```  ? lngamma(5+O(5^7))
%2 = 4*5^2 + 4*5^3 + 5^4 + 2*5^5 + O(5^6)
? log(gamma(5+O(5^7)))
%3 = 4*5^2 + 4*5^3 + 5^4 + 2*5^5 + O(5^6)
? lngamma(1/5+O(5^4))
%4 = 4*5^-1 + 4 + 2*5 + 5^2 + 5^3 + O(5^4)
? gamma(1/5+O(5^4))
***   at top-level: gamma(1/5+O(5^4))
***                 ^ —  —  —  —  — --
*** gamma: domain error in gamma: vp(x) < 0
```

The library syntax is `GEN glngamma(GEN x, long prec)`.

#### log(x)

Principal branch of the natural logarithm of x ∈ ℂ*, i.e. such that Im(log(x)) ∈ ]-π,π]. The branch cut lies along the negative real axis, continuous with quadrant 2, i.e. such that limb → 0^+ log (a+bi) = log a for a ∈ ℝ*. The result is complex (with imaginary part equal to π) if x ∈ ℝ and x < 0. In general, the algorithm uses the formula log(x) ~ (π)/(2agm(1, 4/s)) - m log 2, if s = x 2^m is large enough. (The result is exact to B bits provided s > 2B/2.) At low accuracies, the series expansion near 1 is used.

p-adic arguments are also accepted for x, with the convention that log(p) = 0. Hence in particular exp(log(x))/x is not in general equal to 1 but to a (p-1)-th root of unity (or ±1 if p = 2) times a power of p.

The library syntax is `GEN glog(GEN x, long prec)`. For a `t_PADIC` x, the function `GEN Qp_log(GEN x)` is also available.

#### log1p(x)

Return log(1+x), computed in a way that is also accurate when the real part of x is near 0. This is the reciprocal function of `expm1`(x) = exp(x)-1.

```  ? default(realprecision, 10000); x = Pi*1e-100;
? (expm1(log1p(x)) - x) / x
%2 = -7.668242895059371866 E-10019
? (log1p(expm1(x)) - x) / x
%3 = -7.668242895059371866 E-10019
```

When x is small, this function is both faster and more accurate than log(1+x):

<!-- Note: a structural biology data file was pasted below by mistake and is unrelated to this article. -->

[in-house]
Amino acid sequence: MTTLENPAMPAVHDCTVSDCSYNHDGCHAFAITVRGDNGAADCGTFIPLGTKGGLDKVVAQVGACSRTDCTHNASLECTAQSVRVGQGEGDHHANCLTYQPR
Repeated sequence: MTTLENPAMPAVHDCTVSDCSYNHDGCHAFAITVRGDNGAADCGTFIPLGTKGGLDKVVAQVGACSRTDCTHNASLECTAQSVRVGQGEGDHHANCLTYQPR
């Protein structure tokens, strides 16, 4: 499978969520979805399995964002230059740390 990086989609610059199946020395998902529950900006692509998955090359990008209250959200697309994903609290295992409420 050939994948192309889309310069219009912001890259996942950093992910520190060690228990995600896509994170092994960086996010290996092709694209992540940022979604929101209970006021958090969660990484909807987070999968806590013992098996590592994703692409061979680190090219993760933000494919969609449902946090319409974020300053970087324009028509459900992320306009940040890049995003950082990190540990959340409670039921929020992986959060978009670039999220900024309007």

```  ? \p38
? x = 1e-20;
? localprec(100); c = log1p(x); \\ reference point
? a = log1p(x); abs((a - c)/c)
%6 = 0.E-38
? b = log(1+x); abs((b - c)/c)  \\ slightly less accurate
%7 = 1.5930919111324522770 E-38
? for (i=1,10^5,log1p(x))
time = 81 ms.
? for (i=1,10^5,log(1+x))
time = 100 ms. \\ slower, too
```

The library syntax is `GEN glog1p(GEN x, long prec)`.

#### polylog(m, x, {flag = 0})

One of the different polylogarithms, depending on flag:

If flag = 0 or is omitted: m-th polylogarithm of x, i.e. analytic continuation of the power series Lim(x) = ∑n ≥ 1x^n/n^m (x < 1). Uses the functional equation linking the values at x and 1/x to restrict to the case |x| ≤ 1, then the power series when |x|^2 ≤ 1/2, and the power series expansion in log(x) otherwise.

Using flag, computes a modified m-th polylogarithm of x. We use Zagier's notations; let Rem denote Re or Im depending on whether m is odd or even:

If flag = 1: compute ~ Dm(x), defined for |x| ≤ 1 by Rem(∑k = 0m-1 ((-log|x|)^k)/(k!)Lim-k(x) +((-log|x|)m-1)/(m!)log|1-x|).

If flag = 2: compute Dm(x), defined for |x| ≤ 1 by Rem(∑k = 0m-1((-log|x|)^k)/(k!)Lim-k(x) -(1)/(2)((-log|x|)^m)/(m!)).

If flag = 3: compute Pm(x), defined for |x| ≤ 1 by Rem(∑k = 0m-1(2^kBk)/(k!)(log|x|)^kLim-k(x) -(2m-1Bm)/(m!)(log|x|)^m).

These three functions satisfy the functional equation fm(1/x) = (-1)m-1fm(x).

The library syntax is `GEN polylog0(long m, GEN x, long flag, long prec)`. Also available is `GEN gpolylog(long m, GEN x, long prec)` (flag = 0).

#### polylogmult(s, {z}, {t = 0})

For s a vector of positive integers and z a vector of complex numbers of the same length, returns the multiple polylogarithm value (MPV) ζ(s1,..., sr; z1,...,zr) = ∑n1 > ... > nr > 01 ≤ i ≤ rzini/nisi. If z is omitted, assume z = [1,...,1], i.e., Multiple Zeta Value. More generally, return Yamamoto's interpolation between ordinary multiple polylogarithms (t = 0) and star polylogarithms (t = 1, using the condition n1 ≥ ... ≥ nr > 0), evaluated at t.

We must have |z1...zi| ≤ 1 for all i, and if s1 = 1 we must have z1 != 1.

```  ? 8*polylogmult([2,1],[-1,1]) - zeta(3)
%1 = 0.E-38